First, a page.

Using that rationale, the question of whether WordPress themes are “derivative” of WordPress itself becomes more clear.

  1. Does a theme, rather than simply calling a WP function, incorporate actual code from WordPress?
  2. Does it somehow supplant the demand for the WordPress software itself?

If the answer to either of those questions is “yes,” then the work is probably derivative, and the GPL probably applies. If not, then even a theme or plugin that entirely dependens on WordPress to run at all, or simply improves WordPress in some way, would not be a derivative work and the GPL would not apply. For the vast majority of themes I’ve seen, the GPL would not apply because the theme is not, in my opinion, a derivative work. (In fact, if any one thing “incorporates” another, it’s most likely WordPress incorporating the theme, by use of the PHP include() call, rather than the other way around.)

Should the GPL apply to premium WordPress themes?

Matt’s own experience with WordPress is a very convincing argument that it is possible to change the world, or even just make a living, by writing, distributing, and supporting GPL-based software. There are many premium theme designers – promoted and catalogued by WordPress – who choose to apply to GPL to their own labors. But those who choose not to? Not evil – at least not for that reason.

It’s great to talk about open source software as “free” and speak of the GPL – as Matt does – as a “Bill of Rights” – but what Matt seeks to do would reduce freedom by expanding copyright restrictions to non-derivative – and therefore legally independent – works . At its core, the GPL is simply a fancy way of controlling other people’s work through the imposition of copyright restrictions. Those who seek to extend the GPL beyond the bounds allowed by copyright law, do not promote freedom but instead take freedom away.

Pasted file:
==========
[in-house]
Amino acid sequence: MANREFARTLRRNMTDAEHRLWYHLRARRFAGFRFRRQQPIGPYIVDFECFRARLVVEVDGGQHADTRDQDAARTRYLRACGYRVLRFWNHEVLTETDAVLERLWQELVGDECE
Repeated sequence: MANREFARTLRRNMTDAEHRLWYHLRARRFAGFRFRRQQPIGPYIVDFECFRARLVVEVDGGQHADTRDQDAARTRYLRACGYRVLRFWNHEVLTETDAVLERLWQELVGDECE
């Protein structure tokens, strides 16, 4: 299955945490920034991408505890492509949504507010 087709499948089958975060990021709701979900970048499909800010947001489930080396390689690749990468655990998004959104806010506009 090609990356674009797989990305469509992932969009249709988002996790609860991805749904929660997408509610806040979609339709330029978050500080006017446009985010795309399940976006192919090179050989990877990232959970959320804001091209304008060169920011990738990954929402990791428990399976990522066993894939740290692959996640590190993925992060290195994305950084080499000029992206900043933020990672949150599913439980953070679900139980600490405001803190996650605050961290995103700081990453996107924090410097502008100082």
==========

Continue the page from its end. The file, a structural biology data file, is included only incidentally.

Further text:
Update: What WordPress itself says about derivative works and copyright law

I should have done this in the main article, but here’s what the GPL that came with your copy of WordPress says about the issue:

a “work based on the Program” means either the Program or any derivative work under copyright law: that is to say, a work containing the Program or a portion of it, either verbatim or with modifications and/or translated into another language.

(Emphasis added.) In other words:

  1. Copyright law controls the definition of what constitutes a “derivative work” (and therefore, a covered work); and,
  2. The GPL expressly invokes the standard embraced by the Galoob court, namely, that some part of the original work must be contained in another work in order for that work to be considered derivative.
  • jmcnally

    Totally agree with you, Mike. And have paid for Thesis, too! Premium themes fill a need and people deserve to be compensated for their work.

  • http://copyblogger.com/ Brian Clark

    Wow, you nailed it. This is the legal argument I would make in court (more or less).

    But Matt doesn't want to go to court, because Matt is fairly sure he loses.

    That would be very bad for his position to say the least.